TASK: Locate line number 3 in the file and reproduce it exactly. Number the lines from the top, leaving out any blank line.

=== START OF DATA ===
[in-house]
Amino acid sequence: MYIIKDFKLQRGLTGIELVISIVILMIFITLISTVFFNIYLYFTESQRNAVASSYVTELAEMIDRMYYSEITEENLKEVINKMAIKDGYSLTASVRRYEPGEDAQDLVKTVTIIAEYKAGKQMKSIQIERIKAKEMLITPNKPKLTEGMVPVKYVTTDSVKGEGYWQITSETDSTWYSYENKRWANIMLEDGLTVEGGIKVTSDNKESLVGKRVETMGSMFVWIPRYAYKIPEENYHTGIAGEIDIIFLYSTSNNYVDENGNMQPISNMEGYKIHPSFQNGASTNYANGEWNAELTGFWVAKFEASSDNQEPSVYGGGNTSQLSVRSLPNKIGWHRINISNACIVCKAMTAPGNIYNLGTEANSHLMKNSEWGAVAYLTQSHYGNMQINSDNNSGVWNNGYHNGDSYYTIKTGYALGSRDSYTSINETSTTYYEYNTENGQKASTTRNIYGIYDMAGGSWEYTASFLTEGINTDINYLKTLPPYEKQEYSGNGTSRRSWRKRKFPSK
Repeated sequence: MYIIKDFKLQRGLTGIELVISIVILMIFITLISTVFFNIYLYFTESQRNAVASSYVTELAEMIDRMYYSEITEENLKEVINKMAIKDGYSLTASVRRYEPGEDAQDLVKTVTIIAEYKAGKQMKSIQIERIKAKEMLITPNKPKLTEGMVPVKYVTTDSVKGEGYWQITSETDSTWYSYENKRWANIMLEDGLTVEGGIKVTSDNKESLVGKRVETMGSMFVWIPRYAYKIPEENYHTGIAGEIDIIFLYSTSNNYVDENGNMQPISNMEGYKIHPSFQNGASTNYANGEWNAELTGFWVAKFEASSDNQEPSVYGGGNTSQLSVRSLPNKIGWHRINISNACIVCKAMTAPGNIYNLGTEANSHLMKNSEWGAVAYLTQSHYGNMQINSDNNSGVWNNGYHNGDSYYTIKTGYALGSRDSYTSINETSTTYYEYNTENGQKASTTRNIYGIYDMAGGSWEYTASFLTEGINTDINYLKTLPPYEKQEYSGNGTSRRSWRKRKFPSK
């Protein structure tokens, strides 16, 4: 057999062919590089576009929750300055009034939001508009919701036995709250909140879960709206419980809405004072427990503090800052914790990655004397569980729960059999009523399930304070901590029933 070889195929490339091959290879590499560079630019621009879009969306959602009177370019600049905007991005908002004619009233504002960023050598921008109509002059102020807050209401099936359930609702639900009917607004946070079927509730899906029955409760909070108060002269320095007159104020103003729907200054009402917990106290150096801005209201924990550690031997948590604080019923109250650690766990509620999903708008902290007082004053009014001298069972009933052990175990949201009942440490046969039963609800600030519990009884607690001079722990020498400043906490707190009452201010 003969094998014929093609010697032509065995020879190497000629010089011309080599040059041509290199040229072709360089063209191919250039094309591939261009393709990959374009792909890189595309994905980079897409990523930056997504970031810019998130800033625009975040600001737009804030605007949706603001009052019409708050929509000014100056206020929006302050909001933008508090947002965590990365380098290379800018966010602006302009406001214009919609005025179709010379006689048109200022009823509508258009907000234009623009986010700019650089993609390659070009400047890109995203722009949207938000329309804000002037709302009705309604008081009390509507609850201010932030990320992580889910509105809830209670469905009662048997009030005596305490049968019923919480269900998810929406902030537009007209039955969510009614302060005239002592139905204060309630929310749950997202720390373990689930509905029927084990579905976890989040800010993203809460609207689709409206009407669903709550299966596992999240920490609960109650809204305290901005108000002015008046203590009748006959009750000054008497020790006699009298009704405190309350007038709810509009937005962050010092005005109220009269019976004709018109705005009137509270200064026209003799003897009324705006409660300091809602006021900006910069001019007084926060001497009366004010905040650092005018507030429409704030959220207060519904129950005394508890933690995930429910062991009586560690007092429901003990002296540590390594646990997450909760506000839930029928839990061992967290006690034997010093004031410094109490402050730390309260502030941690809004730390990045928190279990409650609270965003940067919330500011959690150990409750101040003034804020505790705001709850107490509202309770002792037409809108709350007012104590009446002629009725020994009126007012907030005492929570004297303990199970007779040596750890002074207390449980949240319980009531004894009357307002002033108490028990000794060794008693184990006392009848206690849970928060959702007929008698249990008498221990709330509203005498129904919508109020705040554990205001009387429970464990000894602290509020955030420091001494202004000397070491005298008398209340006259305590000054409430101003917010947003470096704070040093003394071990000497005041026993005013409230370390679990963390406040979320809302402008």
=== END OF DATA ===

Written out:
Repeated sequence: MYIIKDFKLQRGLTGIELVISIVILMIFITLISTVFFNIYLYFTESQRNAVASSYVTELAEMIDRMYYSEITEENLKEVINKMAIKDGYSLTASVRRYEPGEDAQDLVKTVTIIAEYKAGKQMKSIQIERIKAKEMLITPNKPKLTEGMVPVKYVTTDSVKGEGYWQITSETDSTWYSYENKRWANIMLEDGLTVEGGIKVTSDNKESLVGKRVETMGSMFVWIPRYAYKIPEENYHTGIAGEIDIIFLYSTSNNYVDENGNMQPISNMEGYKIHPSFQNGASTNYANGEWNAELTGFWVAKFEASSDNQEPSVYGGGNTSQLSVRSLPNKIGWHRINISNACIVCKAMTAPGNIYNLGTEANSHLMKNSEWGAVAYLTQSHYGNMQINSDNNSGVWNNGYHNGDSYYTIKTGYALGSRDSYTSINETSTTYYEYNTENGQKASTTRNIYGIYDMAGGSWEYTASFLTEGINTDINYLKTLPPYEKQEYSGNGTSRRSWRKRKFPSK